- Several trusts to support education and sports created by Lakshmi Mittal, whose wealth has come from the steel industry
- The Shiv Nadar Foundation, based on wealth from information technology.
Most new foundations in Brazil are corporate foundations based on new wealth. These include Fundaciau Itau Social created by Brazilian Banco Itau, the Gerdau Institute, based on a steel fortune, and Fundacao Vale also based on steel wealth. Brazil also has a number of private family foundations, including Fundacao Tide Setubal, based on wealth from the financial sector.
Giving in India and Brazil is focused on social services but also includes important funding for education and efforts to bridge the socio-economic divide.
Interestingly, many of Brazil’s corporate foundations have embraced the concept of corporate social responsibility. The country’s growing civil society has pressed Brazilian businesses to pay attention to poverty and inequality and to the broader social impact of their businesses, particularly in sectors such as mining, and in communities close to their operations.
Brazilian businesses have faced foreign competitors at home and abroad and have been exposed to new ideas about the role of corporate social responsibility as a business strategy to enhance competitiveness and business opportunity. Many Brazilian corporate leaders have come to see corporate social responsibility as a way to address problems at home, gain favor with local communities and governments, improve the image of Brazilian business, enhance corporate branding, and improve the environment for business and their own business opportunities.
Thus, giving in the two democratic BRIC countries, India and Brazil, is beginning to bridge the gap between “charity” and “philanthropy” as practiced in the west, which is intended to promote social change and address the root causes of social ills by reducing inequality, improving health systems and outcomes, and fostering education and research.
Continued challenges despite a growing field
While the philanthropic sector is growing and even thriving in the BRICs, many challenges remain. In Russia and China, an organized and active civil society that engages in public advocacy is seen as a political threat. Historical concepts of the central role of the state in providing services combined with instances of corruption, and a lack of knowledge about what foundations do, mean that civil society and foundations are often viewed by the public and governments with suspicion and as illegitimate. Legal and tax regimes as well as bureaucratic practices are constraining, difficult to navigate, and act as a deterrent.
One way for foundations to respond is by creating standards of behavior including greater transparency. Another way to address these challenges is through the organization of the philanthropic sector itself.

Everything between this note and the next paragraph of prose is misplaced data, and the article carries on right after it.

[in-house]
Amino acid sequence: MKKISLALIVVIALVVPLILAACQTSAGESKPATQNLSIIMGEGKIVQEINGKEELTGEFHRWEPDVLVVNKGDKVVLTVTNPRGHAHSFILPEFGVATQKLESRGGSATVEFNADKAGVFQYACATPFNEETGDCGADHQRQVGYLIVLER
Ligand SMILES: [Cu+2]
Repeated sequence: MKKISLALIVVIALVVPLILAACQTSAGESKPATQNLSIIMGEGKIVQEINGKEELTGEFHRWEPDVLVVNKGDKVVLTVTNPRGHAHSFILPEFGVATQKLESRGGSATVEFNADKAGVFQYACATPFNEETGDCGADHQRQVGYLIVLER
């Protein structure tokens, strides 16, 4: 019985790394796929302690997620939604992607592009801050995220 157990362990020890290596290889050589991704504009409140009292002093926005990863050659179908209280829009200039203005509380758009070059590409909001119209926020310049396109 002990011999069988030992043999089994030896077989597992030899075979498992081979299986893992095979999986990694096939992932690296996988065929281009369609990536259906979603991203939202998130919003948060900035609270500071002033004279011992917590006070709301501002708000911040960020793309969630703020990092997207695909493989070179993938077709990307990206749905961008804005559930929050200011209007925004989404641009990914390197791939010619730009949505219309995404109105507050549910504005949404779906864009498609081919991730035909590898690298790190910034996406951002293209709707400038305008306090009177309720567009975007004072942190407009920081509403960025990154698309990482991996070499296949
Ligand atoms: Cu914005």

The giving sector in the BRICs is becoming organized and more professional through the creation of formal and informal networks and institutions that bring together donors to exchange information, develop standards, and even propose new legal frameworks. These include the Russian Donors’ Forum, the China Foundation Center, the Grupo de Institutos, Fundaçoes e Empresas (GIFE) in Brazil, and the Sampradaan Center for Philanthropy in India. Moreover, The Conference Board’s own Global Social Investing Council is bringing together corporate philanthropy executives from around the world to discuss international giving practices.
Worldwide Initiatives for Grantmaker Support (WINGS), based in Brazil, addresses donor issues at an international level and provides another forum for exchange of information, ideas, and ways of doing business in the new philanthropic world.
These issues are explored in greater depth in my study, Charity and Philanthropy in Russia, China, India, and Brazil, recently published by the Foundation Center and WINGS.
About the author:
Joan E. Spero is a Senior Research Scholar at Columbia University’s School of International and Public Affairs, where she researches and writes about international philanthropy and its role in the global system. She is the author of The Global Role of U.S. Foundations (2010) and Charity and Philanthropy in Russia, China, India, and Brazil (2014). From 1997 to 2008, Ms. Spero served as President of the Doris Duke Charitable Foundation. From 1993 to 1997, she was Undersecretary of State for Economic, Business, and Agricultural Affairs. From 1981 to 1993, she held several positions at American Express Company, the last being Executive Vice President, Corporate Affairs and Communications. Ms. Spero is Trustee of the Wisconsin Alumni Research Foundation and the International Center for Transitional and a Director of IBM, International Paper and Citigroup.